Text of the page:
By Erin Freeman | Lynnwood Times Staff

The death of George Floyd in the custody of a Minneapolis police officer is prompting a larger discussion about police brutality and the presence of police in schools in the Edmonds School District (ESD). 

The Edmonds School Board will host a virtual discussion about School Resource Officers and the relationship between the ESD and local law enforcement agencies on Tuesday, June 16. The meeting will begin at 6:30 p.m. and end at 8:30 p.m. The public is encouraged to attend.

Harmony Weinburg, a spokesperson for the ESD, says that district staff and school board members have been engaging in dialogue surrounding the presence of School Resource Officers in schools and are holding the forum to continue the conversation with students, families, staff, and community members.

“The district strives to be a place of listening to all voices when concerns on any issue arise,” replied Weinburg in an email. 

The ESD School Board will also be sending out a survey to high school students to receive input on their outlook on the relationship between School Resources Officers and school safety. 

The ESD did not disclose if they are specifically considering the removal of the officers. 

Petition to keep school resource officers

Catrin Riggs, a Lynnwood resident and parent of four, currently has two children in the Edmonds School District.  She is leading an effort to keep School Resource Officers on Edmonds school campuses. 

According to Riggs, a letter was sent to the Edmonds School District Board and Superintendents demanding that the Edmonds School District immediately sever relationships with local police.

Riggs told the Lynnwood Times, that “members of the community are responding in a kneejerk reaction and not thinking of the consequences.”

In the online petition, Riggs states that “the tragic events that unfolded with Mr. Floyd are NOT typical, NOT expected, did NOT follow police procedures, and do NOT reflect law enforcement’s purpose to serve & protect.”

She further stated, that “instead of distancing our students from law enforcement, our schools should encourage our students to see police work as something to aspire to, and be proud of.”

Riggs’ online petition is called, “ESD Families Support Police!”  A link to the petition can be found here.

Petition to end school resource officers

According to the petition, it states that “we can no longer justify the regular stress and trauma placed on our Black and brown students with the daily presence of Student Resource Officers in our school buildings in the name of safety.”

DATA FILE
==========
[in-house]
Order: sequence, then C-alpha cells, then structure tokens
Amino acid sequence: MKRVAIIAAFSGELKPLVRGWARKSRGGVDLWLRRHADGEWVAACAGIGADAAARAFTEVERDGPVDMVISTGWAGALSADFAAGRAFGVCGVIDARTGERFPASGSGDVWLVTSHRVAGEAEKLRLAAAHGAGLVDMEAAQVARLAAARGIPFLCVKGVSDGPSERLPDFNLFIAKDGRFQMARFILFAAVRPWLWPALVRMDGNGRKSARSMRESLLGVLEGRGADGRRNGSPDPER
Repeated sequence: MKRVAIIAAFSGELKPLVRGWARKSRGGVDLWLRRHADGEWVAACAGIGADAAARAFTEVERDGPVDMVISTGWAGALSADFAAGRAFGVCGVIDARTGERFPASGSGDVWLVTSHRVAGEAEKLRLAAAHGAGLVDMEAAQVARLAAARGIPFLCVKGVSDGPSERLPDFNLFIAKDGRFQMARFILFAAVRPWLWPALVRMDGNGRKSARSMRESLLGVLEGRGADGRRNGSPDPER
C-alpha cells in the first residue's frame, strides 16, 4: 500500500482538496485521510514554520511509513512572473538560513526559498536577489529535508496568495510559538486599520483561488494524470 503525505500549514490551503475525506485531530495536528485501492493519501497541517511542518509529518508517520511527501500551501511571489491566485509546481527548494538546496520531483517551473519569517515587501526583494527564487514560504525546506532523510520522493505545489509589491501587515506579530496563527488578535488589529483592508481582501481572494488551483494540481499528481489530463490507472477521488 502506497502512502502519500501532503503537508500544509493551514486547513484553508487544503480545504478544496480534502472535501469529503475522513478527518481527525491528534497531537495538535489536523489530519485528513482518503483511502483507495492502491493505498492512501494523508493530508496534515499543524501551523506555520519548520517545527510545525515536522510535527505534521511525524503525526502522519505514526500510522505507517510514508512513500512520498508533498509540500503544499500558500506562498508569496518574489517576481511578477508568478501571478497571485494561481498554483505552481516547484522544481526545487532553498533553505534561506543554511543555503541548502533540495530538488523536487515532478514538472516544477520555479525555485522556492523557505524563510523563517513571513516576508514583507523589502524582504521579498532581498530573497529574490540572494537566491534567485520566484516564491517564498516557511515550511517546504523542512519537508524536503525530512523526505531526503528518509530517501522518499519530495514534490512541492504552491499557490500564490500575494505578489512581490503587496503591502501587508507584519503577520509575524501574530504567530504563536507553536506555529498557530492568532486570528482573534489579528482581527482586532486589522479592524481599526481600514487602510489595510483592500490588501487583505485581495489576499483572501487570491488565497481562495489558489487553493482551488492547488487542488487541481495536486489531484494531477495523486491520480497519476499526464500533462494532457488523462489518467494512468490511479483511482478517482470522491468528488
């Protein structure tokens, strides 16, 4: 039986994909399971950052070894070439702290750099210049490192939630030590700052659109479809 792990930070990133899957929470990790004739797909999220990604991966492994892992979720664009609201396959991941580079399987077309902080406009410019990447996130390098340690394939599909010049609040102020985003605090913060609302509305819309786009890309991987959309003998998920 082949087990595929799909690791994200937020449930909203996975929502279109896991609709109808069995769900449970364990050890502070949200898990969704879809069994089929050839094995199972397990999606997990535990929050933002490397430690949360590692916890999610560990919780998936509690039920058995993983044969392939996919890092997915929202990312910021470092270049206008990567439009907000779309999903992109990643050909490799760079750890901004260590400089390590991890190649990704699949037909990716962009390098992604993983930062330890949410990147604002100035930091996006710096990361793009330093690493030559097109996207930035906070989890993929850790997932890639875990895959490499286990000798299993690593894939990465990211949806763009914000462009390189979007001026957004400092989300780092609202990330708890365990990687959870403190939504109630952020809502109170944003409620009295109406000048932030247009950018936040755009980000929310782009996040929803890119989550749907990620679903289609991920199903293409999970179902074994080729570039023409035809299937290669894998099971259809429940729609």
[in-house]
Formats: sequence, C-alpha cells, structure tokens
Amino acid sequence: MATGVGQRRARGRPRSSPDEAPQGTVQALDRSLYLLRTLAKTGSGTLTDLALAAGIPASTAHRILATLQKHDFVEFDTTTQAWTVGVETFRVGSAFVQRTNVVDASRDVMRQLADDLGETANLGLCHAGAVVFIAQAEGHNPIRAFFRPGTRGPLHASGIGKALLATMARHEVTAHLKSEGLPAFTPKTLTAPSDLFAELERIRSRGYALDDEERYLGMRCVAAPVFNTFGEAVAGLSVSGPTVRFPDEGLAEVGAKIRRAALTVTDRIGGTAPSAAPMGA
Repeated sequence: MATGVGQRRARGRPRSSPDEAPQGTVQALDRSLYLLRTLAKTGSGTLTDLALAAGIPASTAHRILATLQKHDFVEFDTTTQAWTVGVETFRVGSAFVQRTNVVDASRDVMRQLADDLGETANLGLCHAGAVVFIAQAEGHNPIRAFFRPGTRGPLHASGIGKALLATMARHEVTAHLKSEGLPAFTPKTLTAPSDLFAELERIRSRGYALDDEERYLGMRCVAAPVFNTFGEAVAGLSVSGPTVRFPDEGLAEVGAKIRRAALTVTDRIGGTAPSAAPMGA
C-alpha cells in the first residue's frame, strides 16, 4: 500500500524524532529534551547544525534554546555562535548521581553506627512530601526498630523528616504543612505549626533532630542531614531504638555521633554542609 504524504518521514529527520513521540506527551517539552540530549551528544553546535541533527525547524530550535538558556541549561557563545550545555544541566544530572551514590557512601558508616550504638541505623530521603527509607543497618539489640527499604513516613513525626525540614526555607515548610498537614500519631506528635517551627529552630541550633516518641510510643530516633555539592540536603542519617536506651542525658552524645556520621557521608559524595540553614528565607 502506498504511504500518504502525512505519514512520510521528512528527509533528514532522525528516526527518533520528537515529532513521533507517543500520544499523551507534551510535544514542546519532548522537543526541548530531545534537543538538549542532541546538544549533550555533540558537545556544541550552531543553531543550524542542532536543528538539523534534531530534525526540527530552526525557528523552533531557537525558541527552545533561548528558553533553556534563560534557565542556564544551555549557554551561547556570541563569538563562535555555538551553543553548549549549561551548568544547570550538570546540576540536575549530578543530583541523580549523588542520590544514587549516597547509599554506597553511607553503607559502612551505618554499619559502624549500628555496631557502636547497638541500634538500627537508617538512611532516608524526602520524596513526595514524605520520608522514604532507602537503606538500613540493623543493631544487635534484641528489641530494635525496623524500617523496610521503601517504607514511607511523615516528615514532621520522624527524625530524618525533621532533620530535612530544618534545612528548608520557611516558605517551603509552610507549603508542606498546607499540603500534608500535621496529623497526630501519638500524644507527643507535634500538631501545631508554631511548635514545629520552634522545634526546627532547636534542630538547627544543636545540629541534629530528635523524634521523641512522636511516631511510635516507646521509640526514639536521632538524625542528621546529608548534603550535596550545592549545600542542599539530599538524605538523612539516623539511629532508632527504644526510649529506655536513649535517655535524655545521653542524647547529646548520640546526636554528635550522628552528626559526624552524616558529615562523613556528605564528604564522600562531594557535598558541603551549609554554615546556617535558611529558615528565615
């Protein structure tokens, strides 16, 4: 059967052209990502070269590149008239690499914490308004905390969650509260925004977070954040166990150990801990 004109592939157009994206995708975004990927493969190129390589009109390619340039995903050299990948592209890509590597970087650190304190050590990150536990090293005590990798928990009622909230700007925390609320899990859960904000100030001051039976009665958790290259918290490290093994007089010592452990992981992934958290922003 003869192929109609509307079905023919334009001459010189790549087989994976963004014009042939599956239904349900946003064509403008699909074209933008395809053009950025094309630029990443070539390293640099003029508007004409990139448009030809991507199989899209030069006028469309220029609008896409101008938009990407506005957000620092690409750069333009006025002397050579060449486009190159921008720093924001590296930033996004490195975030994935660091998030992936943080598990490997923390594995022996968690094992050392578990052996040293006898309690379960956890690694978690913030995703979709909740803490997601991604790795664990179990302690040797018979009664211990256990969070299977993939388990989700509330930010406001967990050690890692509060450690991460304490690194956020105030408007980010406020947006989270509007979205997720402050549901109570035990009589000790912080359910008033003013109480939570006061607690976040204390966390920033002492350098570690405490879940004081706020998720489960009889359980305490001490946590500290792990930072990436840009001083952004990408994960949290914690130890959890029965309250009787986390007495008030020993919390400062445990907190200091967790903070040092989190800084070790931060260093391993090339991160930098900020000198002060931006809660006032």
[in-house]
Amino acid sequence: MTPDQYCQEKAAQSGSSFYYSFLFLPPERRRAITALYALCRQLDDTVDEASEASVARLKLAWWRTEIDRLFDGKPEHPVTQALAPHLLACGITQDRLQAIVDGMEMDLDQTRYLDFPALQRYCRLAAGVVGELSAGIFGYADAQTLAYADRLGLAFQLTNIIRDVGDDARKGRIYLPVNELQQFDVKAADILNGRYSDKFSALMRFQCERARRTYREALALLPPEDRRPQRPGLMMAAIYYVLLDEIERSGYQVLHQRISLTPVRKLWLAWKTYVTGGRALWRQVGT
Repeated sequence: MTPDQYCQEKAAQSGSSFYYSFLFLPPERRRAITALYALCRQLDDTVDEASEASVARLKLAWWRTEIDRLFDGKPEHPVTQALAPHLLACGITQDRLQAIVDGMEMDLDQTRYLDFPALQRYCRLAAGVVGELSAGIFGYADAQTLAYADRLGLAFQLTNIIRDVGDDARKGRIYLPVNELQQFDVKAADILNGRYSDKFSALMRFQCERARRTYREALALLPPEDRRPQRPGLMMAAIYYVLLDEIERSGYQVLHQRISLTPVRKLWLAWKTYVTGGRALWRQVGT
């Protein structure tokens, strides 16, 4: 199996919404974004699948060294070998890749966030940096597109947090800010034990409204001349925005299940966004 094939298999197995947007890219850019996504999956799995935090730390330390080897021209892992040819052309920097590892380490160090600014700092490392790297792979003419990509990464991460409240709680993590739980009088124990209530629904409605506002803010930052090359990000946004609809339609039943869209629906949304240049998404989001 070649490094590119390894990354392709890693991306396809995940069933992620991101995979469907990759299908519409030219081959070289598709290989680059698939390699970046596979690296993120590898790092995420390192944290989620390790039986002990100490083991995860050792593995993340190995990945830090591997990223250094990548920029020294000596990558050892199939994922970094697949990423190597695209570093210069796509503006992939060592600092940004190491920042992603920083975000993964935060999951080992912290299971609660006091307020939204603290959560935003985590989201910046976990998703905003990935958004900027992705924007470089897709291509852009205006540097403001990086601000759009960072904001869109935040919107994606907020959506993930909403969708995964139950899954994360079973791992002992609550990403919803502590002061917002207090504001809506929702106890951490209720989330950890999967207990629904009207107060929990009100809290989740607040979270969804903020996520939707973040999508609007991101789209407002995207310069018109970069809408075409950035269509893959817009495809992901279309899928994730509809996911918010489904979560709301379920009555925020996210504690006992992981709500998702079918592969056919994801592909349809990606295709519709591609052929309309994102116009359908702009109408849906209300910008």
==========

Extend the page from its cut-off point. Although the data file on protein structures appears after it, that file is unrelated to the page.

The petition addresses fiscal benefits to the removing school resource officers.

“In the midst of massive budget shortages when many schools do not have adequate nursing or counseling resources, it is particularly unconscionable that our district is spending our scarce funds to police our students.”

The online petition is called, “End Relationship with Local Police Departments Now”  A link to the petition can be found here.

Mukilteo School District

The Mukilteo School District confirmed that they will not be considering the removal of School Resource Officers from their school campuses. 

Diana Bradford, a spokesperson for the Mukilteo School District, said that School Resource Officers will remain on campuses to continue to provide security to students and faculty members from potential internal and external threats at school. Bradford also claimed the officers play a role in supporting the social and emotional well-being of students.

“They help build trusting relationships with students,” stated Bradford in an email. “They are an integral part of the school staff and they receive training about their role in developing those student relationships.”

Students, families, staff, and community members can register in advance for the Edmonds School Board community zoom meeting here:

Mario Lotmore

Mario Lotmore is originally from The Bahamas and for the last seven years has called Mukilteo, WA his home. Having lived in every region of the United States has exposed him to various cultures, people, and approaches to life. Lotmore created the Lynnwood Times to represent the character of a diverse and growing Lynnwood. The launching of the city’s community newspaper will only help bring neighborhoods together. Lotmore was an industrial engineer by trade and proven success implementing and managing lean accountable processes and policies within his eighteen years of operations excellence, strategic development, and project management in the aerospace, manufacturing, and banking industries. Over his career he has saved and created hundreds of union and non-union jobs. Lotmore is the President of a Homeowner Association, an active Science Technology Engineering and Mathematics volunteer in his community, and former Boeing 747 Diversity Council leader. Mario’s talent is finding “that recipe” of shared destiny to effectively improve the quality of life for others.

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